The story so far…
I returned to school this year after about 18 months working in an office helping to build PLANE – a cross sectoral professional learning community.
I always intended to return – many thought I wouldn’t. But I always thought that to keep something like PLANE (or any sabbatical) real, it has to have a practical application. Otherwise it remains ethereal learning – a vapour that swirls and adds atmosphere, but doesn’t add to practice.
One of the coolest things I was exposed to during my time with PLANE was the idea of Inquiry. I worked with a great Inquiry thinker and do-er Mark Treadwell, and the conversations with Mark I remember most clearly when it comes to putting some theory into practice.
I found that I’d been allocated a Stage 6 PDHPE class – senior students studying for the HSC. I’ve never been a fan of the “senior circus” – it was always about Bands, and ATARs and exams. And learning was framed in the end result that was the HSC exam mark.
I always figured there had to be a better way. So I took a chance and decided to move away from the “lecture” model that had so often been promoted as best practice, and do something different. Well, different to what I’d seen around the traps.
I don’t doubt that other people do what I’m trying to do much better, and I don’t claim to be innovative to the extent that it’s unique. To me the big thing is that I’m trying something new, and not falling back into formualaic content driven spoonfeeding.
So, what does it look like?
This is what I envisaged the aim of the concept to be.
Starting with a question, we look at what is already known, find out more about what we don’t know and then share our findings. All the while, the central focus is reflecting on the process and learning.
Rather than me pile content into them, I wanted the students to LEARN about my subject. I stated from the outset – I won’t be GIVING you the answers. I still have to honour the syllabus and its concepts and content. So I thought of a different way to get there. I created a process scaffold that described our weekly Inquiry cycle. It was given to every student, and is referred to consistently.
I would start and finish the week with concept introduction and a concept wrap. The OneNote has the “mini questions” as a starting point. During the cycle, the students would investigate, research and discuss these smaller questions. These questions focused on the dot points in the syllabus. The information the students gathered answering these questions would be the basis of their notes. These notes in turn helped them answer the weekly question. Each Wednesday, the students would submit their responses to the weekly question. I provide feedback on their writing. And the cycle starts again. (While the cycle indicates where all this will happen, that was a starting point. There is no reason why any part of the cycle has to take place in one venue only. And as I found, the feedback isn’t just my domain)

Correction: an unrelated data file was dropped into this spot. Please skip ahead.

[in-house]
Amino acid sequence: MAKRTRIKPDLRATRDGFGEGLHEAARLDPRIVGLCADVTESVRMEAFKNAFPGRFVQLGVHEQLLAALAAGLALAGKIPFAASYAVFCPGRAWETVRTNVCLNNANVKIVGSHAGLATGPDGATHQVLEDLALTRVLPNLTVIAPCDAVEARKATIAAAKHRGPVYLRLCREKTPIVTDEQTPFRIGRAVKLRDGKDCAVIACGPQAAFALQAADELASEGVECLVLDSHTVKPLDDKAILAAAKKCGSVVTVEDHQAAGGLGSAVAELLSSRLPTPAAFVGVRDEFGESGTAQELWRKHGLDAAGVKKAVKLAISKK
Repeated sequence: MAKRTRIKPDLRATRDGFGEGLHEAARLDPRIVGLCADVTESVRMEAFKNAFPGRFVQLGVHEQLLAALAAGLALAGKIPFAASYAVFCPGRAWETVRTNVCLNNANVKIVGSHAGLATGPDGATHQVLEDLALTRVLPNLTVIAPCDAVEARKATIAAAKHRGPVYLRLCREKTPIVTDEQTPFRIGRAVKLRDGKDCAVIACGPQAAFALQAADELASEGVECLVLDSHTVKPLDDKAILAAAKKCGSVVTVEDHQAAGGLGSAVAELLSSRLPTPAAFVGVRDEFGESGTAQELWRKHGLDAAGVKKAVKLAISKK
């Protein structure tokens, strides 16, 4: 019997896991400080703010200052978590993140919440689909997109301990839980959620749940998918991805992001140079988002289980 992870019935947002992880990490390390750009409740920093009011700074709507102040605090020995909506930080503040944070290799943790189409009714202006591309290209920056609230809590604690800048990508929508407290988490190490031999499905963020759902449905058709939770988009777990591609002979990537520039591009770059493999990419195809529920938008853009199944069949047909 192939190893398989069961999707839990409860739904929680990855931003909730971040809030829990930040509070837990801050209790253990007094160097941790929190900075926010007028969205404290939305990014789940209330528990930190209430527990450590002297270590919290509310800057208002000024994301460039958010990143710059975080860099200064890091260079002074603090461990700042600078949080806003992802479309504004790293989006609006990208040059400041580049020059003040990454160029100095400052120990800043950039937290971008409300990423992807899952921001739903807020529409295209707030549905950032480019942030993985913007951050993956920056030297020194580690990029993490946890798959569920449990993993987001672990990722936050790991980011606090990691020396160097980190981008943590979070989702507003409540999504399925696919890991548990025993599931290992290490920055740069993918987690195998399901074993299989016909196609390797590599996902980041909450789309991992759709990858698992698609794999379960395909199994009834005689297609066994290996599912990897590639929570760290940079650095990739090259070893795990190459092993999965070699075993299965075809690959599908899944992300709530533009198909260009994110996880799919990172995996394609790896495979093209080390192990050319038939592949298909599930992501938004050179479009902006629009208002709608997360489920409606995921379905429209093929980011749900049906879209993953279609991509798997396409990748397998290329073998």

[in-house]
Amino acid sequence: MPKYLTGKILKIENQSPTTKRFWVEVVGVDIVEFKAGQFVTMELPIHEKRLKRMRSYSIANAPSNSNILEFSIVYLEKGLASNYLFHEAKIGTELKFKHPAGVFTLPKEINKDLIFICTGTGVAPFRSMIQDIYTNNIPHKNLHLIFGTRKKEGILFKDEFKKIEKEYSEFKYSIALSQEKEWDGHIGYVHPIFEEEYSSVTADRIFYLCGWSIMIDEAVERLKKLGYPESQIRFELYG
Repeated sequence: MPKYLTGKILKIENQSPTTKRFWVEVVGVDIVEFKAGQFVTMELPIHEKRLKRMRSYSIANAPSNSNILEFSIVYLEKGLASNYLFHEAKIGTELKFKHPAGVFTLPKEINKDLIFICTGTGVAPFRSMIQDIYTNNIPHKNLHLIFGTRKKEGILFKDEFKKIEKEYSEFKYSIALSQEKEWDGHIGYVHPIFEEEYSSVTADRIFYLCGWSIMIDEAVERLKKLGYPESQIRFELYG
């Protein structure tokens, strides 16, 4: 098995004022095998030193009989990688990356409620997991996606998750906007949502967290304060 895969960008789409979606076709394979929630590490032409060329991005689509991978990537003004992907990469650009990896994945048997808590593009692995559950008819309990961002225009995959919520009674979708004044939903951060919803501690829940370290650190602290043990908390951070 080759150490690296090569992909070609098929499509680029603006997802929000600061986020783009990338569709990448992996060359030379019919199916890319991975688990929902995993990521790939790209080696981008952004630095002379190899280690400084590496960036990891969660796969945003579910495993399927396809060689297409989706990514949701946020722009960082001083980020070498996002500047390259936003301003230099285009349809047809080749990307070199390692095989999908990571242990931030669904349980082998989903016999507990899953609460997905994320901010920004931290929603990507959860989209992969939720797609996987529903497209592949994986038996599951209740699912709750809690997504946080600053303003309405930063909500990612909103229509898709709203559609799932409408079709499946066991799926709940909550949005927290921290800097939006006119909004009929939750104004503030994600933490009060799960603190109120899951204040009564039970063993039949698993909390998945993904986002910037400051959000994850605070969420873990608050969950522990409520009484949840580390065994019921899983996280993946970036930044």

In the early stages, class time activities are structured around presentations from me (in the form of asking questions), discussion time where we work through the questions and student research on answering the questions.
I wanted to blend digital with traditional. You can’t escape traditional in the HSC. I wanted somewhere the students could access resources and each other, whenever they wanted. We use Edmodo as our 24 hour classroom. Here the students can share, connect and contribute. All the official documents are here, along with other resources. Powerpoints of my weekly concept intros and wrap ups are left here as well. They submit their weekly writing tasks and notes here.
I needed a way to present the “big picture” – the entire Core 1 with guiding questions and interactive resources. My aim was to have a synchronised OneNote via Skydrive so that as we found things they could be added to build a rich resource. That failed as the students were blocked access from school to the shared document. It became a date stamped file transfer. I may have to reassess this for next time
Blog – we decide we would publish one student’s work each week. I set up Full Class Press for this purpose – check it out and comment.
These students have the Green DER laptop. It has the capability to use all the tools we need. Our TSO has undertaken to provide a pool of returned S2 laptops for my room so everyone has access to one.
I tried SO HARD to use a digital text, but in the spirit of equity and a blended approach to using technology and tradition, we have a pool of paper texts to use for those who need them.
My verdict so far?
I was amazed at the resistance some kids offered from the start. They WANTED to be spoonfed. Staff looked at me like I was mad when I shared what I was proposing.
But wonders of wonders. The student writing is improving (in my opinion). The students are starting to ask their own questions. They are also organically forming their own discussion groups and working together to solve problems. Edmodo has 100% usage amongst the students with working laptops. Laptop usage has increased – although non functioning laptops are a massive frustration).
Apart from a few technology fails and some horse trading on how to submit work, I have to say I’m encouraged, feeling enabled and emboldened. And glad I left the spoons on the sink.